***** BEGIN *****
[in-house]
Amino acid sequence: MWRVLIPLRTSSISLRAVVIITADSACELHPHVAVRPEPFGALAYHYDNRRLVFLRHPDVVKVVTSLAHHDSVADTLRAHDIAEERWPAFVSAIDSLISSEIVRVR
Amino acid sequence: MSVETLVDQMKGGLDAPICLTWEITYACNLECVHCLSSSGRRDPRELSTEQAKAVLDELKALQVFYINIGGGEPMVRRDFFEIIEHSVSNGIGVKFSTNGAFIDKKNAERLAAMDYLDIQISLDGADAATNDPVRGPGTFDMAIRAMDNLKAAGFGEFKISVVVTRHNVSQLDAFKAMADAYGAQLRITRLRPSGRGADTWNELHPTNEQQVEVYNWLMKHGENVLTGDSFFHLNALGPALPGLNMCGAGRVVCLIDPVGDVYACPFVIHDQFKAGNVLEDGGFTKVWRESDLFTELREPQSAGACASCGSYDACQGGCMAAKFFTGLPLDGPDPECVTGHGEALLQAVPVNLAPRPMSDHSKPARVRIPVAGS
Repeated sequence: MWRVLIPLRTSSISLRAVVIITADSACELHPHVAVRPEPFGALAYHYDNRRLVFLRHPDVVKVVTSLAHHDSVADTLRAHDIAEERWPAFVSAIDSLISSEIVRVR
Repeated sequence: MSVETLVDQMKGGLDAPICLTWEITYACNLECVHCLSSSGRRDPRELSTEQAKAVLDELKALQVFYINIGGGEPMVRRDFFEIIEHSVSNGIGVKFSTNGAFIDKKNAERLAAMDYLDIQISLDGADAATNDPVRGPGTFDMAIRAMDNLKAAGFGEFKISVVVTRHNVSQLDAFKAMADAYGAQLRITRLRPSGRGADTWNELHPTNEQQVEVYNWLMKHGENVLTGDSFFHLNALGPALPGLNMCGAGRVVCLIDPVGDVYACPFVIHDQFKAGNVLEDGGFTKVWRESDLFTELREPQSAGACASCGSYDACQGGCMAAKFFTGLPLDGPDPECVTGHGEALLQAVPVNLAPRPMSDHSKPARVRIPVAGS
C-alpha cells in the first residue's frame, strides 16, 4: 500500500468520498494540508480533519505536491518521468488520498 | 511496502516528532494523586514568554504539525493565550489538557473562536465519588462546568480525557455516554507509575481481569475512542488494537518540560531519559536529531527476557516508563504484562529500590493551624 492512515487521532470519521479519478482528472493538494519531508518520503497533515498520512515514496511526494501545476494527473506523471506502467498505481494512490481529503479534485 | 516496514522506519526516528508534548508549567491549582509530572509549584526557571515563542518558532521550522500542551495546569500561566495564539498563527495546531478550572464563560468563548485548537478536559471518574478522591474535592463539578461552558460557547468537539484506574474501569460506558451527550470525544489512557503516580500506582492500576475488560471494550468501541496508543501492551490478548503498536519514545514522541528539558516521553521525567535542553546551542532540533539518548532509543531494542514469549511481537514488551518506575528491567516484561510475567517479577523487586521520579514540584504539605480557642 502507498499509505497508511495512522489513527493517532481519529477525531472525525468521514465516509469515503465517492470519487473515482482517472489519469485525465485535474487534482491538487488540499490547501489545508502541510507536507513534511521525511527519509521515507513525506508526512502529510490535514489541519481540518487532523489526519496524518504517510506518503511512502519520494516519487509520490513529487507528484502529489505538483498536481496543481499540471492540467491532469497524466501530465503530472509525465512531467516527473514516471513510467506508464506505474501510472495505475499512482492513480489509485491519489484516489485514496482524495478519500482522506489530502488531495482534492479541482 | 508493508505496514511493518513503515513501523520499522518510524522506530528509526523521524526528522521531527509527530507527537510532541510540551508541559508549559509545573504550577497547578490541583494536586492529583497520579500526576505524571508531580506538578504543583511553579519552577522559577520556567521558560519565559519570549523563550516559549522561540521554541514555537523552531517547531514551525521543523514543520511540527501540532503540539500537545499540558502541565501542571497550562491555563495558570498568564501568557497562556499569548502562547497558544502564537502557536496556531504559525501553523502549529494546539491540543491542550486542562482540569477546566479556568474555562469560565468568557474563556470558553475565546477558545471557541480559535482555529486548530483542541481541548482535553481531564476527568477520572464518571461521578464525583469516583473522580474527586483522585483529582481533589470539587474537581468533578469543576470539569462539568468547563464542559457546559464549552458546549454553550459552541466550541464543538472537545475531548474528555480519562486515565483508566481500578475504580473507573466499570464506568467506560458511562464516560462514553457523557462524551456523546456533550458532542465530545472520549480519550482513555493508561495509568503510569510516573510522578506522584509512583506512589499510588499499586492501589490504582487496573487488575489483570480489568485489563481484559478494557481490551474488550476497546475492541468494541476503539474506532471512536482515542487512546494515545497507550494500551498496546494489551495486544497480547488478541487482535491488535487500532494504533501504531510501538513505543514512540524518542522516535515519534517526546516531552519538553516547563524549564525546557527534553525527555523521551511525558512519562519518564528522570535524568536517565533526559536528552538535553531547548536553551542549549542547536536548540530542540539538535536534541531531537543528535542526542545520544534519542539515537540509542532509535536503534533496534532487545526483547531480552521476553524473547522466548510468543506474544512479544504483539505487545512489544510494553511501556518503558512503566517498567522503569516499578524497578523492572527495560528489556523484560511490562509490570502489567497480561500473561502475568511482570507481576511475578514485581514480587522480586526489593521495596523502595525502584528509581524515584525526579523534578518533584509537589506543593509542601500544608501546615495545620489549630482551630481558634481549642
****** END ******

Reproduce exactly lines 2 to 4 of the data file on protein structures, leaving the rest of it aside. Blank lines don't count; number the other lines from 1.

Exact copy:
Amino acid sequence: MWRVLIPLRTSSISLRAVVIITADSACELHPHVAVRPEPFGALAYHYDNRRLVFLRHPDVVKVVTSLAHHDSVADTLRAHDIAEERWPAFVSAIDSLISSEIVRVR
Amino acid sequence: MSVETLVDQMKGGLDAPICLTWEITYACNLECVHCLSSSGRRDPRELSTEQAKAVLDELKALQVFYINIGGGEPMVRRDFFEIIEHSVSNGIGVKFSTNGAFIDKKNAERLAAMDYLDIQISLDGADAATNDPVRGPGTFDMAIRAMDNLKAAGFGEFKISVVVTRHNVSQLDAFKAMADAYGAQLRITRLRPSGRGADTWNELHPTNEQQVEVYNWLMKHGENVLTGDSFFHLNALGPALPGLNMCGAGRVVCLIDPVGDVYACPFVIHDQFKAGNVLEDGGFTKVWRESDLFTELREPQSAGACASCGSYDACQGGCMAAKFFTGLPLDGPDPECVTGHGEALLQAVPVNLAPRPMSDHSKPARVRIPVAGS
Repeated sequence: MWRVLIPLRTSSISLRAVVIITADSACELHPHVAVRPEPFGALAYHYDNRRLVFLRHPDVVKVVTSLAHHDSVADTLRAHDIAEERWPAFVSAIDSLISSEIVRVR